Okay, this is Part 12, so we’re all experts now. Still, there are a number of things you can do to up your game. Today let’s talk about one of them: planning your video with an organizational tool called storyboarding.
Briefly, a storyboard is a visual tool, a series of drawn frames with written dialog that’s very similar in appearance to a comic strip. The order of the frames is identical to the order the viewer sees in the final video.
You might think then that the image in each frame looks much as the actual video does. But the opposite is true. It’s created with as little expense as possible (compared to the cost of the final video).
Storyboards were traditionally drawn and redrawn by hand, so a movie director would sit down with the story, a sketch artist, and one or more writers. The storyboard was the most basic tool to help the director plan where the camera should be and what it’s looking at for each scene in the story.
If you don’t use a storyboard or similar planning technique, your video is going to suffer the typical result of a lack of planning: greatly reduced cohesion between its parts, including repetition, distracting conflict in what’s seen or said, and missed opportunities to reinforce your theme.
But if you’re not storyboarding, what are you doing? I used to keep the script in one file, graphics in another, and recorded audio in a third, with the actual video being the very last thing I created. It works, but it’s not ideal.
The advantage of the storyboard approach is that it puts all these things together, not in the professional manner you would expect of a finished product, but a draft form that everyone can see, costing little to create and costing little to change, allowing you to improve everything in any order before you make a more expensive commitment. If on the other hand you try to immediately make a polished video, you run the risk of incurring significant costs to redo everything whenever you change your mind or make a mistake.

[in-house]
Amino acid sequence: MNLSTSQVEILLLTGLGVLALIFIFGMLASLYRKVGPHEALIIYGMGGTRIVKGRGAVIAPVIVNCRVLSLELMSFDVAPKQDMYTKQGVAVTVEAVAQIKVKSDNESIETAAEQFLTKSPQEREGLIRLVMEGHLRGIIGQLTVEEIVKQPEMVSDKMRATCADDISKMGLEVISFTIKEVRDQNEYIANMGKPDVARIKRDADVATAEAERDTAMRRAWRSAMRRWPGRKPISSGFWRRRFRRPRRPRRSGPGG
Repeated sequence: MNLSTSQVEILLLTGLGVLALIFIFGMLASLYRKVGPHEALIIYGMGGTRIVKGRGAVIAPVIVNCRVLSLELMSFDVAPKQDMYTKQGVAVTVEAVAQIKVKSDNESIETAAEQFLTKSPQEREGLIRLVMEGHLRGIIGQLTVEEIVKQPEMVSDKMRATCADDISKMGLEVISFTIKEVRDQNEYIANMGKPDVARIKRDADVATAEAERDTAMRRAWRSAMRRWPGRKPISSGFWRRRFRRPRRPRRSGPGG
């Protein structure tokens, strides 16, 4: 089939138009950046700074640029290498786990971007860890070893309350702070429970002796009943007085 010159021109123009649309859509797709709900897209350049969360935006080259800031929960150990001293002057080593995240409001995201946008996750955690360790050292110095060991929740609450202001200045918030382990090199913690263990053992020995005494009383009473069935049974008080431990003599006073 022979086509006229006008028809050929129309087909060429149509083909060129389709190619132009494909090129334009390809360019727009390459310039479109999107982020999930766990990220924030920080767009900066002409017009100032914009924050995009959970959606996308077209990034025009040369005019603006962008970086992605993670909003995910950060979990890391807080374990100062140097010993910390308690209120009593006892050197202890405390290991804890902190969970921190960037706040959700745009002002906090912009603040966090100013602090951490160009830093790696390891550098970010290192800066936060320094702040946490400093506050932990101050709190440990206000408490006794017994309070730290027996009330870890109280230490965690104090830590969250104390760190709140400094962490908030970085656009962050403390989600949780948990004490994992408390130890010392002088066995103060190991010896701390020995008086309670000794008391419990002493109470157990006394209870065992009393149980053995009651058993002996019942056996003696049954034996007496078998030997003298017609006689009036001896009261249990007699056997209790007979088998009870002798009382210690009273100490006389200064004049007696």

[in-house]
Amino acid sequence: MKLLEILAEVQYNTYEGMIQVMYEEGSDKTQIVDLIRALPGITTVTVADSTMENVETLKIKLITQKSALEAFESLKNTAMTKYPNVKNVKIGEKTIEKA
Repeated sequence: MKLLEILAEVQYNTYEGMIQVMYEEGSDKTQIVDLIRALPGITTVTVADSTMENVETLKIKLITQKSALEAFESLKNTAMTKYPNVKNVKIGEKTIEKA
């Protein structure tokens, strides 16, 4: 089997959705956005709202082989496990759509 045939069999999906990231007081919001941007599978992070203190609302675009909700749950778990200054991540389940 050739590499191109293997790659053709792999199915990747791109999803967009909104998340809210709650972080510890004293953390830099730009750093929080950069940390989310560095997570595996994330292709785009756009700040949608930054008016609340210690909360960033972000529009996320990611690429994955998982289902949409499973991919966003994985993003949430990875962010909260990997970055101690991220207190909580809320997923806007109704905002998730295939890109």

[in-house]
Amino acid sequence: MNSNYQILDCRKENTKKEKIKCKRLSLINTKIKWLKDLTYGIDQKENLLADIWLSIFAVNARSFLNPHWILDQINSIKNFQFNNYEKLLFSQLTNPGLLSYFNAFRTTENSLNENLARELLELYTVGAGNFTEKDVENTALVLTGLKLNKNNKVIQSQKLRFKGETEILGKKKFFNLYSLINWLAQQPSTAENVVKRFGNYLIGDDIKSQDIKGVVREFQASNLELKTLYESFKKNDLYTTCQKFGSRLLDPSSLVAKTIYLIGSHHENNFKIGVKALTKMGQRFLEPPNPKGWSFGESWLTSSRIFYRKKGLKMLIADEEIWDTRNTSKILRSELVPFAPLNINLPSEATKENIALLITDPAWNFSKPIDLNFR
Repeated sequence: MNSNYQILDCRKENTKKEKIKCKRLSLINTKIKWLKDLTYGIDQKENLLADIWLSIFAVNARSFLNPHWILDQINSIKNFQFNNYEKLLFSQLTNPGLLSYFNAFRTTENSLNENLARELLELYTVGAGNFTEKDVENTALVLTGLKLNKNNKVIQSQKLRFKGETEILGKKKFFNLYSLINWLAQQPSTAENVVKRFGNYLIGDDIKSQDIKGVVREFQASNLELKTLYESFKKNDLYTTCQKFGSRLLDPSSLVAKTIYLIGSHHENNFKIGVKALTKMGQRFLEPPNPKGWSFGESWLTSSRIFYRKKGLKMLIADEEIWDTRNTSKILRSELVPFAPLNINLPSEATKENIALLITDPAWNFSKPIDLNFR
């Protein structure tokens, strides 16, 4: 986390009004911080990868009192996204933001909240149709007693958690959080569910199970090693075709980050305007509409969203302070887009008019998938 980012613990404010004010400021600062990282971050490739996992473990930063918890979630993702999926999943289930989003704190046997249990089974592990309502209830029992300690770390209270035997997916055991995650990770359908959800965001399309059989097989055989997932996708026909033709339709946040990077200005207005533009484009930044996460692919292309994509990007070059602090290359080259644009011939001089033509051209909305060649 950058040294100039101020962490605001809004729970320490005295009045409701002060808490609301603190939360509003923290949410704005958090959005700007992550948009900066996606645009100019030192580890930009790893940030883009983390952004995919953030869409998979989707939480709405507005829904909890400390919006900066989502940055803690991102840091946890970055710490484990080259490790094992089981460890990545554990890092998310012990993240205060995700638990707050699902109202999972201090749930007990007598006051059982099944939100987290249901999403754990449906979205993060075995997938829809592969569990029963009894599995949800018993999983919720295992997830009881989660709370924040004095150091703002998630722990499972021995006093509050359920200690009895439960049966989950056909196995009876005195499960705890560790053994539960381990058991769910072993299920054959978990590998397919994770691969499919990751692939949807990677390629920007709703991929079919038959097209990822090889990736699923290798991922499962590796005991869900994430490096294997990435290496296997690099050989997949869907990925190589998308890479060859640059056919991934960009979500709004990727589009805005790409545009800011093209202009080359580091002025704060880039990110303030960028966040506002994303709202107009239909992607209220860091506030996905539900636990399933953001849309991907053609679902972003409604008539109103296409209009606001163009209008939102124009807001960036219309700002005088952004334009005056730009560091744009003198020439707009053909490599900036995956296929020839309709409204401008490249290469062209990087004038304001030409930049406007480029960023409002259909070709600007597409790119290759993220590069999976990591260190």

While you can always download software specific to storyboarding (here are a ton of Google hits for “storyboard software download”), why not use something you already have and know how to use? PowerPoint works great, allowing you to put all kinds of multimedia and rearrange it at will.
Storyboarding is even more essential if you plan to have a video shot with the videocamera in multiple positions. Will a graphic be too big to fit in the space available? How long will it take to talk about each main point? How long will the entire video take? Can you fit in everything you want if you have a time budget? Will all the parts fit together?
These are the kinds of questions that planning and budgeting can help you with. Since you’re bound to change things (nobody is perfect), why not iron out as many of the bugs as you can before you commit serious resources?
Above you can see an example of the very simple storyboarding I do while planning out a video. I used PowerPoint to create a set of multiple views of a person sitting at a desk with a few background fixtures. Each slide represents one camera angle, and I type the script directly on the slide. At the same time, I either record my voice or use Text-To-Speech to create the audio just for that slide.
If there are graphics or screencasts that go on a slide, I just add them to powerpoint. The bigger they are, the farther I’ll have to move the picture to one side or the other, and so when it comes time to record the actual video, I’ll know in advance where to put the camera.
In terms of my time, this is an incredibly cheap approach, allowing you to create a full draft video in the time it takes to write the script and gather a few screenshots or bad graphics (sometimes at the beginning I even use just words instead of making draft graphics).
I can then show the draft to stakeholders, and even refine it several times, before ever shooting a single frame. Now that’s what I call thrift for the win.